By Sean Barron
Shelby Engleka began her day with trepidation about having to do something she assumed wouldn’t end well, but a few trips through an obstacle course later, her attitude was transformed.
“It’s hard to make myself do something I know will be bad,” the 18-year-old woman from New Galilee, Pa., said, referring to having been forced to quickly brake and react in a simulated situation. “But it’s better to do it here and run over a cone than to do it on the road and run over a child, a dog or a deer.”
Engleka, a Mohawk Junior/Senior High School 12th-grader, was one of 10 students who put their reflexes and skills to the ultimate test by participating in Sunday’s Tire Rack Street Survival Teen Driving School.
Hosting the nine-hour event in Boardman Park were the Mahoning Valley Region Sports Car Club of America and the BMW Car Club of America Inc.
The program’s main purpose was to better prepare the teens and make them more comfortable with handling sudden, unexpected situations they may encounter while driving. Those include slippery road conditions, children and animals that dart out in front of them and vehicles that cut them off, noted Sandy Kryder, a member of the local SCCA chapter.
“This is in advance of that,” said Kryder, adding the teens also learned about maintaining proper tire pressure and gained a deeper perspective on what it’s like to drive big-rig vehicles, which take much longer to stop than cars and usually have wider and more pronounced blind spots.
Engleka, who earned her driver’s permit at age 16, said the experience also gave her a better sense of the science behind an anti-lock braking system, which prevents skidding. It also marked the first time she hit a set of brakes full force, she said.
“I felt what anti-lock brakes felt like ... and how to control the car after I [nearly] lost control of the car,” Engleka said.
Orange cones were continually reconfigured for a series of challenges that also included abrupt lane changes, air-bag demonstrations and wet skid pads, which gave the participants a better feeling of what it’s like to hydroplane and skid on wet, slippery roads – and what to do in those situations.
During the lane-change simulations, two volunteers tossed additional cones to surprise the drivers on the course, which forced them to quickly respond in an evasive manner. The exercise was to accustom them to handling unexpected situations such as deer on the road, along with drunk drivers and children who aren’t paying attention, noted John Gingery, an instructor.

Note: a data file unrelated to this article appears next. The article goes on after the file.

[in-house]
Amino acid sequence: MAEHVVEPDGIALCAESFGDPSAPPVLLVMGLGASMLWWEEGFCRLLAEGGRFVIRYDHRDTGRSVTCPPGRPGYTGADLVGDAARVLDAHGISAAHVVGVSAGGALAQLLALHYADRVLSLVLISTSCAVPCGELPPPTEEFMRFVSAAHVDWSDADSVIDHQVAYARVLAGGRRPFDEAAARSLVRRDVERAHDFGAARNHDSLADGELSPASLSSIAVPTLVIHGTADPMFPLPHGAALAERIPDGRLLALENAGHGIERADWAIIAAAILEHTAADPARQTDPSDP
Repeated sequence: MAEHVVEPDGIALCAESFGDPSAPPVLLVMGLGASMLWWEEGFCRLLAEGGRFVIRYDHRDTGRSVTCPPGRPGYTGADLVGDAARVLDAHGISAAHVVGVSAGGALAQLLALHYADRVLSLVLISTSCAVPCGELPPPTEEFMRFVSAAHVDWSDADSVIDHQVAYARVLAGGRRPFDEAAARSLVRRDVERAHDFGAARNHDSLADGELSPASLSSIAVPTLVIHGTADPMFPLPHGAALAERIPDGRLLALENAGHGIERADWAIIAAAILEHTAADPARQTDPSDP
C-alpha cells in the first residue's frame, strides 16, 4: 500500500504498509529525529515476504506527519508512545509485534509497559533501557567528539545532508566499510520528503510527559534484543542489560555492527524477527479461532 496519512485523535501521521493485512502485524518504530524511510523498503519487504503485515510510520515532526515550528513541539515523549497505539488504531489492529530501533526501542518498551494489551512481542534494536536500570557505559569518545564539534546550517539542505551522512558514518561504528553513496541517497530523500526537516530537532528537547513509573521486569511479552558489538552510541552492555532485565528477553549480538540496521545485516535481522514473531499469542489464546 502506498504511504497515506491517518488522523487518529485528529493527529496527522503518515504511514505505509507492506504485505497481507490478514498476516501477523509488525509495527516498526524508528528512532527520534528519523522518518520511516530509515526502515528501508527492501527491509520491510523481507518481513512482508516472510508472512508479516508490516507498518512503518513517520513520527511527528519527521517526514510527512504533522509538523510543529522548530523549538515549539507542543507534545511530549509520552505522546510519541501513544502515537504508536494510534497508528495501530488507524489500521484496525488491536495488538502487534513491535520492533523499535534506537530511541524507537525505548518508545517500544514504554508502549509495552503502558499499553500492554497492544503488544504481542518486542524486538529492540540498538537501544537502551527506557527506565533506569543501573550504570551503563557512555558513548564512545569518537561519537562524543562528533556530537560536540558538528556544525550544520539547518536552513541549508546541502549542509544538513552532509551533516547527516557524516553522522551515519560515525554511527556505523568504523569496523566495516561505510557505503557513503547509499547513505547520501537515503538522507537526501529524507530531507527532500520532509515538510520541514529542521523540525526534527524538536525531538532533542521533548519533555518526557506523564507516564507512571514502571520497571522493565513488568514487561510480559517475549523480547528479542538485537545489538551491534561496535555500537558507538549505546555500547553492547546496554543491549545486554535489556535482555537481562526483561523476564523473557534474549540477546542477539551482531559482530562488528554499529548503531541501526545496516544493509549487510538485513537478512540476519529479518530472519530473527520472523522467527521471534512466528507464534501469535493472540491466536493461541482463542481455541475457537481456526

“We want them to not think about it, but to react to it,” said Gingery, adding that parents also can benefit from the course.
The idea was not to frighten the drivers, but to give them added tools for dealing with adverse, real-world situations, explained Gingery, who also thanked National Tire & Battery of Boardman for providing material assistance.
Soon after, water from three 250-gallon plastic containers was poured on the parking lot and mixed with dish detergent. The mixture created the wet slip pad, which simulated slippery conditions similar to those from ice, snow, gravel and rain.
The students drove their vehicles for six laps – three clockwise and three counterclockwise – around the obstacle course so they could see what it’s like to hydroplane and skid, as well as how to take safe, corrective action, noted Bill Stewart, a member of the SCCA and BMW clubs.
While several students were testing their grit, maneuverability and determination on the obstacle course, others were receiving classroom instruction from Reed Kryder, an instructor who’s also Sandy’s husband.
About 80 percent of accidents with young drivers can be attributed to inattention, and many occur in mere seconds, Reed told a group of five participants. In addition, many young people today are intimidated by using vehicles, in part because they rely heavily on communicating with others via texting and social media, which decreases in their view a necessity for driving, he explained.
As for Shelby Engleka, however, it seems safe to say that online communications won’t be a substitute for driving anytime soon.
“I definitely feel more confident and safer in my car and on the roads,” she said.
Concurring with that perspective was her mother, Cathy Engleka, who said she was impressed with how her daughter handled the difficult trials, as well as with the program itself.
“I definitely think she’ll be more prepared for unexpected situations,” Cathy added.